Clinical Pearls & Morning Reports
Published August 12, 2020
Covid-19 pneumonia has a variety of appearances on chest radiography. One common appearance is bilateral hazy opacities, with or without consolidation, that predominantly involve the lower lung. Read the NEJM Case Records of the Massachusetts General Hospital Article here.
Q: What is a common appearance of Covid-19 pneumonia on chest radiography?
A: Covid-19 pneumonia has a variety of appearances on chest radiography. One common appearance is bilateral hazy opacities, with or without consolidation, that predominantly involve the lower lung.
Q: On CT of the lungs, what is a “ground-glass opacity”?
A: Ground-glass opacity is defined as hazy opacity of the lung with preservation of bronchovascular margins. It occurs when displacement of air from the alveolar spaces increases the attenuation of the lung.
A: Commonly reported CT findings of Covid-19 pneumonia include bilateral pulmonary opacities distributed in the peripheral lower lung. In typical cases, bilateral ground-glass opacities, sometimes with areas of consolidation, are present, and they can have an appearance suggestive of organizing pneumonia. The opacities can be multifocal, are often rounded, and can have the reversed halo sign (a focal rounded area of ground-glass opacity surrounded by a ring of consolidation). The ground-glass opacities may be peripheral and rounded but unilateral rather than bilateral, or the opacities may be peripheral but located in the upper or middle lung rather than the lower lung. In rare cases, a single ground-glass opacity with or without consolidation may be the only finding. These appearances can be confusing and mistaken for other disease processes. Findings that are atypical of Covid-19 include lobar or segmental consolidation or posterior confluent consolidation, which is more commonly seen in bacterial infection or aspiration pneumonitis; discrete small pulmonary nodules, which are sometimes seen in viral, fungal, or mycobacterial infection; and cavitation, which is suggestive of necrotizing bacterial, mycobacterial, or fungal infection. In addition, interstitial thickening and pleural effusions are atypical of Covid-19 and are suggestive of pulmonary edema.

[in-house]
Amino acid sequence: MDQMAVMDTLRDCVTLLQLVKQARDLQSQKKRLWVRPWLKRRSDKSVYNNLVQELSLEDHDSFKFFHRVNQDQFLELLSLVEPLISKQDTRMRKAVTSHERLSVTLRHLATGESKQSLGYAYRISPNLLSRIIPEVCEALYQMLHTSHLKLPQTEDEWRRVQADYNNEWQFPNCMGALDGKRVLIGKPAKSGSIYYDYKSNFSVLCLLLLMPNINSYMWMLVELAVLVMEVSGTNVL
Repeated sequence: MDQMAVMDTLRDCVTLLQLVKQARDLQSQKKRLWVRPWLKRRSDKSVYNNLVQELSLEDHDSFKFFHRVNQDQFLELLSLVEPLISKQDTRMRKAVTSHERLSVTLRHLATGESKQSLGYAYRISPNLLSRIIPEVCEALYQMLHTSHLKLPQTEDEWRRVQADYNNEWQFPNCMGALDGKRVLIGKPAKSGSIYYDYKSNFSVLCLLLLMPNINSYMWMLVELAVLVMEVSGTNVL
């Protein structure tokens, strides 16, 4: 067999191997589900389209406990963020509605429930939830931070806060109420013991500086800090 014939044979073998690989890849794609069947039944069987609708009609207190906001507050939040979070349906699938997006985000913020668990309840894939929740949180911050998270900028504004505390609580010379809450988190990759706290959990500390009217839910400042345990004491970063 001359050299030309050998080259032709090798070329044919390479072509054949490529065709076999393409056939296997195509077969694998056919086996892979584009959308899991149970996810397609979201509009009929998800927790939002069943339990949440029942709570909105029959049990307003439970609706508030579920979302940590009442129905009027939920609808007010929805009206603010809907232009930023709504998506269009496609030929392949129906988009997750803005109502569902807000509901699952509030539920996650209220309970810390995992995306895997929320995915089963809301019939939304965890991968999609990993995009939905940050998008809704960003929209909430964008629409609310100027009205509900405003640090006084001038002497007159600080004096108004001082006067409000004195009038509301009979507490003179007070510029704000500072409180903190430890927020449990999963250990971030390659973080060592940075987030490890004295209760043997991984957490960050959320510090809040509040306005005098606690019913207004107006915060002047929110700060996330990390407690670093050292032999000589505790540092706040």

A: Guidelines from the American College of Radiology advised radiologists to avoid the use of CT for screening and as a first-line test for diagnosis; to use CT sparingly in hospitalized, symptomatic patients with specific clinical indications; and to use discretion in performing CT to inform decisions regarding whether to test, admit, or treat patients with suspected infection. The Society of Thoracic Radiology and the American Society of Emergency Radiology issued a joint position statement that advised against routine CT screening for the diagnosis of Covid-19 and proposed restricting the use of CT to patients who have tested positive for the disease and in whom complicating features such as abscess formation are suspected. The European Society of Radiology, the European Society of Thoracic Imaging, and the Fleischner Society all issued guidelines, as well. The Fleischner Society was more accepting of imaging; although the society conceded that imaging was not routinely indicated as a screening test for Covid-19 in asymptomatic patients, it endorsed the use of imaging in patients with moderate-to-severe features of Covid-19 regardless of nucleic acid test results, and it also supported the use of imaging in patients with worsening respiratory status.